picture- Kristin Horton
2016 is still a young year but The album that sets the mark is already released.
Dori Freeman’s splendid debut is a deft study on the hill and holler template crafted by the Carter family. Her sonic road winds through honky-tonks, coffee houses , and even classic pop, to deliver a surprisingly cohesive and enjoyable journey of style and influence.
In part the influences come Freeman’s upbringing in a musical family. Raised in the small, rural Appalachian independent city of Galax, Va. (population 7,042 as of the 2010 census) soaking in the sounds and cutting her teeth in her grandfatherâ€™s shop on the historic Crooked Road.
This self-titled debut, produced by Teddy Thompson (son of English folk/rock legend Richard) brings a contemporary spark to seemingly familiar territory. The sparse acoustic opener ‘You Say’ balances a women’s pining for affection, that ultimately will leave her “blue,” with her need for independence. Like Gillian Welch Freeman is not a belter, but uses her range in a beautifully nuanced that dips and sways as the song needs.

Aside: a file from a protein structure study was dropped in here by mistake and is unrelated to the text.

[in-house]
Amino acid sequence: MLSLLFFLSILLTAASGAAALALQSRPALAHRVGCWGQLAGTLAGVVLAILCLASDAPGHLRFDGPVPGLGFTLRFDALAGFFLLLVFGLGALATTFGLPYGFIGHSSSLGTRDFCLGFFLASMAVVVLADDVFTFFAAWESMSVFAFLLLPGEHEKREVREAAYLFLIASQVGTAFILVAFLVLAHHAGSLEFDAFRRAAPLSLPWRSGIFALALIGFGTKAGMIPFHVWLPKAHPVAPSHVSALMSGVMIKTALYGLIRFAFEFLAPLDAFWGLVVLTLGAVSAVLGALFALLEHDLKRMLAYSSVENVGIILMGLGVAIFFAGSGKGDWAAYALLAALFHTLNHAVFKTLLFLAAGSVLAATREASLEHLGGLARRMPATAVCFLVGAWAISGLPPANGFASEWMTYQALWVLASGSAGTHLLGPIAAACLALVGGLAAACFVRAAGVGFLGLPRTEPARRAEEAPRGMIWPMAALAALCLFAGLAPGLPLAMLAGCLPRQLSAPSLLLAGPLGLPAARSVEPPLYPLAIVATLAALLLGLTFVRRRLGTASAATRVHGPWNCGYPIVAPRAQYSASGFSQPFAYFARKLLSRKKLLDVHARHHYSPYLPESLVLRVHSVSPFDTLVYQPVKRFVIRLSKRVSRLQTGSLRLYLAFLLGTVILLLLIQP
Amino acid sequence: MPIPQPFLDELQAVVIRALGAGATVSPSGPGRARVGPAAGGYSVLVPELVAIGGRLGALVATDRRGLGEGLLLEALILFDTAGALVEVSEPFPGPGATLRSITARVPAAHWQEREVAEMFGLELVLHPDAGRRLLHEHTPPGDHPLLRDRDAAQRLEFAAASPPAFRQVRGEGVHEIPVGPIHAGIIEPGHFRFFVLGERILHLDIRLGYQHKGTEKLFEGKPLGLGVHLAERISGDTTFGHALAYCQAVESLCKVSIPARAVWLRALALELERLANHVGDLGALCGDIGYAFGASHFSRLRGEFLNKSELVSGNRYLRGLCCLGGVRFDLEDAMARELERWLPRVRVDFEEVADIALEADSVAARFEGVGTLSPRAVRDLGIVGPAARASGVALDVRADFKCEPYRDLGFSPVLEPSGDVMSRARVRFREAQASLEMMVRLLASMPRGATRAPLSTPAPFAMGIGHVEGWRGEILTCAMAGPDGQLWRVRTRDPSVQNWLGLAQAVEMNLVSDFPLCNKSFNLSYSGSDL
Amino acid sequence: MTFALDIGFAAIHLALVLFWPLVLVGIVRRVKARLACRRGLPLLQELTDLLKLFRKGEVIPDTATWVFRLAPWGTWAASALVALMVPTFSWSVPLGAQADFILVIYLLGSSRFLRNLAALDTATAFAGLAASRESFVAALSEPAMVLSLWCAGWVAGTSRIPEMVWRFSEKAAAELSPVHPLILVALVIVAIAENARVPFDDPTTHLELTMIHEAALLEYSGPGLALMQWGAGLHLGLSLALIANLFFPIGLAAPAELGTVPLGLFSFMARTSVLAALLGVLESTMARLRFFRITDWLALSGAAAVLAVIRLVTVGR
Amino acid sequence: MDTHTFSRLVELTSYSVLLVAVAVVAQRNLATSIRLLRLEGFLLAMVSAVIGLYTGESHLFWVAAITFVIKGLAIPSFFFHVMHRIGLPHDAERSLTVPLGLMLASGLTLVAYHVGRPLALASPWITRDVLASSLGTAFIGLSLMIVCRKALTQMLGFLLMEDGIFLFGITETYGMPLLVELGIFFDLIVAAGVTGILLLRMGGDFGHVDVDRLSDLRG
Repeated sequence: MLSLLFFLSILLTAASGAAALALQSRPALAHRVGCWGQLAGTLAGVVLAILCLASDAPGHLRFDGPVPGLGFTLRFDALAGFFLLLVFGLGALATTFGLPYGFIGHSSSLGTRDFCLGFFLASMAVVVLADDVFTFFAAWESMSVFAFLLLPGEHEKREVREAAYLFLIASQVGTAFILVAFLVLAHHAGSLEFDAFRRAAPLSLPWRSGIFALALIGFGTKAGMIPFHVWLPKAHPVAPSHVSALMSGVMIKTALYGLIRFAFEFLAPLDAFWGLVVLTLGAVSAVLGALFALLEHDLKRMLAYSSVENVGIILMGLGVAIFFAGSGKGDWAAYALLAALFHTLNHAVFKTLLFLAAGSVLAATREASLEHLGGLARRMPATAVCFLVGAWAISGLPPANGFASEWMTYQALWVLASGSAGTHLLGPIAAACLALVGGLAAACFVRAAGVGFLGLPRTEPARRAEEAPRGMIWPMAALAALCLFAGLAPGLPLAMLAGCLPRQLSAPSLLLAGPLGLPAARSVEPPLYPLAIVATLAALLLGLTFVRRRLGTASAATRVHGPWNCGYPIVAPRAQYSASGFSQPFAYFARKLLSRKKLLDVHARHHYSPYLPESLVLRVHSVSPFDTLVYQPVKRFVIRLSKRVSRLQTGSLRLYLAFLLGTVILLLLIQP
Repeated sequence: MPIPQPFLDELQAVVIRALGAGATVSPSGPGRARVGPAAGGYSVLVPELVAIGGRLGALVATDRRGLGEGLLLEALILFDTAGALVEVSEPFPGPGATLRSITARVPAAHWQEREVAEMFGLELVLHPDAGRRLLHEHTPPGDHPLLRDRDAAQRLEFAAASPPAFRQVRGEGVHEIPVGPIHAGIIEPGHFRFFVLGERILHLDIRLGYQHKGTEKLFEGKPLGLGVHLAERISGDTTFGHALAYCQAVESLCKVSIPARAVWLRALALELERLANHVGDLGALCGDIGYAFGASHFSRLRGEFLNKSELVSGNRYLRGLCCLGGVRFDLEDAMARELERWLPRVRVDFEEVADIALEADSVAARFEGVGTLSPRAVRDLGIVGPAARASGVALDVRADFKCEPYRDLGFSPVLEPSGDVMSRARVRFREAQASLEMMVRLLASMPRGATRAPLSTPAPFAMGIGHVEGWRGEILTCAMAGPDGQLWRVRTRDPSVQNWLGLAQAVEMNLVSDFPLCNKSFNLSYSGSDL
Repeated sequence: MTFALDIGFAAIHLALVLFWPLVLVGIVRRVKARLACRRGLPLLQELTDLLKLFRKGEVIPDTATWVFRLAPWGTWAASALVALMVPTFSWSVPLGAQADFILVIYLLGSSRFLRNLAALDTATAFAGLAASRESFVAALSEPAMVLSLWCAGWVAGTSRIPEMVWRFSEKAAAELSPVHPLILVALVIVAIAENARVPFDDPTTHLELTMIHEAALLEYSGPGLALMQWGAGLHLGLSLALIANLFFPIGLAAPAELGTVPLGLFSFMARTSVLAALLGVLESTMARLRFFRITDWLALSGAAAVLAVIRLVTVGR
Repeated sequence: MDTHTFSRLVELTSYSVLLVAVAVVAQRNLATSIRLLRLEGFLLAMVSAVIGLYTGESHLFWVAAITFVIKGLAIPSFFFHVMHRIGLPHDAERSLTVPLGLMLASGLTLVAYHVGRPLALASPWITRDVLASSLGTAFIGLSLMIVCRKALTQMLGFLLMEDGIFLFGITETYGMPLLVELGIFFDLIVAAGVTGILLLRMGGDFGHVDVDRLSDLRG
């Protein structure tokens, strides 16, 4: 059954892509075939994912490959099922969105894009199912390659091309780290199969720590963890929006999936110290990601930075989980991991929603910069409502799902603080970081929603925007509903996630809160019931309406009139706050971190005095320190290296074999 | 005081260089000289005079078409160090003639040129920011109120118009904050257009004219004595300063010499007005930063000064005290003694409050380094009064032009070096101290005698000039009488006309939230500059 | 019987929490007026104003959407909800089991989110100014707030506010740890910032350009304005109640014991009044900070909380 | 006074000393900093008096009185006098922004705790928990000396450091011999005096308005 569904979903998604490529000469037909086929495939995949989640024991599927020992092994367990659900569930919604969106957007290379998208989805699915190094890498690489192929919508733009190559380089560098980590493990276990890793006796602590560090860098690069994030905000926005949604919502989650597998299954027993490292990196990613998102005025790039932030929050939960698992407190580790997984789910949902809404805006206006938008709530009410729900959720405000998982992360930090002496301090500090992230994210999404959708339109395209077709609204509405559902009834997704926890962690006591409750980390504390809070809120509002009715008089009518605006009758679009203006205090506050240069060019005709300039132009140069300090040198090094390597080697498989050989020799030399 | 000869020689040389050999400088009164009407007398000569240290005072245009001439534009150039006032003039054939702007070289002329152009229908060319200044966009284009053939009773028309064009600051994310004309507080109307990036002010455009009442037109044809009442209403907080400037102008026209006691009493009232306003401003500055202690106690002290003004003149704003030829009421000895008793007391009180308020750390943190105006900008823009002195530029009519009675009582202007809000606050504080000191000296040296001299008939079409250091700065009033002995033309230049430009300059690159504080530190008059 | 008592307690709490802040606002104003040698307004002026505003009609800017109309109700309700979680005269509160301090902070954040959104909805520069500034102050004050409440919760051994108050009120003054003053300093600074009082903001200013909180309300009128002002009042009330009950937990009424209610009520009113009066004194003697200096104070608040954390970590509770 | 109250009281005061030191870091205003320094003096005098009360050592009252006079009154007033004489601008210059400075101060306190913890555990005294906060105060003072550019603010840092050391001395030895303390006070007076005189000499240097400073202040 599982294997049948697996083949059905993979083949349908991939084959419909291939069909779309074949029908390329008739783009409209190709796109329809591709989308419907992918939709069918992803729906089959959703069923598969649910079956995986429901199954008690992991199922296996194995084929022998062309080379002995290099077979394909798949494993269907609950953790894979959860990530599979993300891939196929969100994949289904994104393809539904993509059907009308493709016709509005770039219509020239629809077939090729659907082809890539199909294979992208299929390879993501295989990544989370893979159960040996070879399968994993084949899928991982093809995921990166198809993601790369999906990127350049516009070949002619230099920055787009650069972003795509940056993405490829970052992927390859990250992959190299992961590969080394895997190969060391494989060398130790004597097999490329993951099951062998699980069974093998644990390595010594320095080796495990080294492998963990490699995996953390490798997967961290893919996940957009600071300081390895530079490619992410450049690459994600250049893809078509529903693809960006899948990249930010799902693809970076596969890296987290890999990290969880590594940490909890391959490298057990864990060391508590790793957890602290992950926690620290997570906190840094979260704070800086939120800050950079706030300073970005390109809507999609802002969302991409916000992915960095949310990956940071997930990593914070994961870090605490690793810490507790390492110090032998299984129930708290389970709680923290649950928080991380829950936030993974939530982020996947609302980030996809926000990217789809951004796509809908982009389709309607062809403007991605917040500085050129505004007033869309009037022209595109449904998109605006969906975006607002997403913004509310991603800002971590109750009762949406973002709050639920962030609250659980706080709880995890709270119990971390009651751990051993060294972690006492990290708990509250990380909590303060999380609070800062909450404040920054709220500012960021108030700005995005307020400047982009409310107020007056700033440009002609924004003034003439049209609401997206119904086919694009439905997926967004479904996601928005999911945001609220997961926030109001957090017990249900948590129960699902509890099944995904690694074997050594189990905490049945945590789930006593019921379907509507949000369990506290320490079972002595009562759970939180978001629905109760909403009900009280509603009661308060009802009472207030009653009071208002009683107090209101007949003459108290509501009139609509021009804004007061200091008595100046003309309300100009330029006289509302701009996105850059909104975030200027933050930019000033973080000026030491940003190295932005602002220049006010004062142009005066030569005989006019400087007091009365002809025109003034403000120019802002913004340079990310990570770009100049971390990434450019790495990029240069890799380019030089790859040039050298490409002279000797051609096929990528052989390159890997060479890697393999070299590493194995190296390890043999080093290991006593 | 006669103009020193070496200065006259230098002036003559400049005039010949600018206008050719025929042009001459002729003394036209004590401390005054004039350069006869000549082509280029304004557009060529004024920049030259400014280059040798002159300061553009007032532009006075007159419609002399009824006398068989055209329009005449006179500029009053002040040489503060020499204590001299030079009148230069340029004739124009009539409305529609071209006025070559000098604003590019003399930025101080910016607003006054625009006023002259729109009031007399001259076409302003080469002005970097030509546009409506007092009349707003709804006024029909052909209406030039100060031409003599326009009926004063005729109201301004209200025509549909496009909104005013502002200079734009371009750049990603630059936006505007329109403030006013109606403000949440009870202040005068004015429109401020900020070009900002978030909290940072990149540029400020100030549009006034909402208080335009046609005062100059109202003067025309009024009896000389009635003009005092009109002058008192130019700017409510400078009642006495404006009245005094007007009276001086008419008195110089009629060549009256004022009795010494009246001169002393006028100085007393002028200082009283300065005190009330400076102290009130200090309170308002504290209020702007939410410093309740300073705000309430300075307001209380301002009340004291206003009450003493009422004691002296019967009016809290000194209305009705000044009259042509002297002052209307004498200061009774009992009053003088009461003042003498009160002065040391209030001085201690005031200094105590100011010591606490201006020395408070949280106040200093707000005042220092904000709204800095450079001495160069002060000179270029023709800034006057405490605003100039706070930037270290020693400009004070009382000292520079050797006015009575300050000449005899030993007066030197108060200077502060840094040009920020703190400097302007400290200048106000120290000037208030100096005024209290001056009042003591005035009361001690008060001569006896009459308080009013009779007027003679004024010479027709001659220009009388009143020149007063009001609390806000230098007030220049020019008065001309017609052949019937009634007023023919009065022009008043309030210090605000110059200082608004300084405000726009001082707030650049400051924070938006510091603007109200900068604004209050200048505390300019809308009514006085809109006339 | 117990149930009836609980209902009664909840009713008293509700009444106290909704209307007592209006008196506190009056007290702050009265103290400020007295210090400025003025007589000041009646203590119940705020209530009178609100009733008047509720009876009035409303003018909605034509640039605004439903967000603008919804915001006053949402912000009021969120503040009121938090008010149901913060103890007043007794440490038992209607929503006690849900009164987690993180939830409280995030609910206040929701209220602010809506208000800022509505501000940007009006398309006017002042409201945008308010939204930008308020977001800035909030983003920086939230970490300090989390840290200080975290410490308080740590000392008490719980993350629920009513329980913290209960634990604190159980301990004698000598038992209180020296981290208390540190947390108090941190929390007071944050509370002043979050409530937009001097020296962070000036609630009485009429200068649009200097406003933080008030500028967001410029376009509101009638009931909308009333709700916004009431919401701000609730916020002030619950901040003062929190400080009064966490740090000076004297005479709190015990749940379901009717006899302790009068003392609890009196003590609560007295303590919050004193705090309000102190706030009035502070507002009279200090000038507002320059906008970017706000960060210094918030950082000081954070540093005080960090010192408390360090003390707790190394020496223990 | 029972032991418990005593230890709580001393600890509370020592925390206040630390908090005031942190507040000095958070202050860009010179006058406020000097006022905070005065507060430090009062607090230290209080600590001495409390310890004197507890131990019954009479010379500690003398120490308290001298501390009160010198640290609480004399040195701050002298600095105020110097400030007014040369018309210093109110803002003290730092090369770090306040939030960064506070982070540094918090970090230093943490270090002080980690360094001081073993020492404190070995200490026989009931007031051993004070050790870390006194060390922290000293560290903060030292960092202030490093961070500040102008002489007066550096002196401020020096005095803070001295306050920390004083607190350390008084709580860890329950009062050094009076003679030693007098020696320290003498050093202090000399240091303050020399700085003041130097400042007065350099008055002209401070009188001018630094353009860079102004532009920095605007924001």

“Go On Lovin'” is a barroom lament of love lost that showcases Freeman’s aforementioned vocal style with a sublimely subtle yodel break in the chorus. Sanag with yearning over beautiful pedal steel, fiddle and piano accompaniment this will result in many tears in beers.
“Tell Me” and “Fine Fine Fine” are revamps of classic 60s lovesick pop confections that Lesley Gore would have killed to record. “Ain’t Nobody” has Freeman, accompanied by only finger snaps, has a very Peggy Lee “Fever” feel to it, though in this case it’s detailing the worker blues and not a steamy come-hither.
Dori Freeman is a sterling example of a new generation if roots influenced musicians . She has blessed us with an ambitious debut that defies, satisfies and proves that when an artist’s vision is unencumbered by chart placement or other arbitrary distractions a thing of beauty can be realized.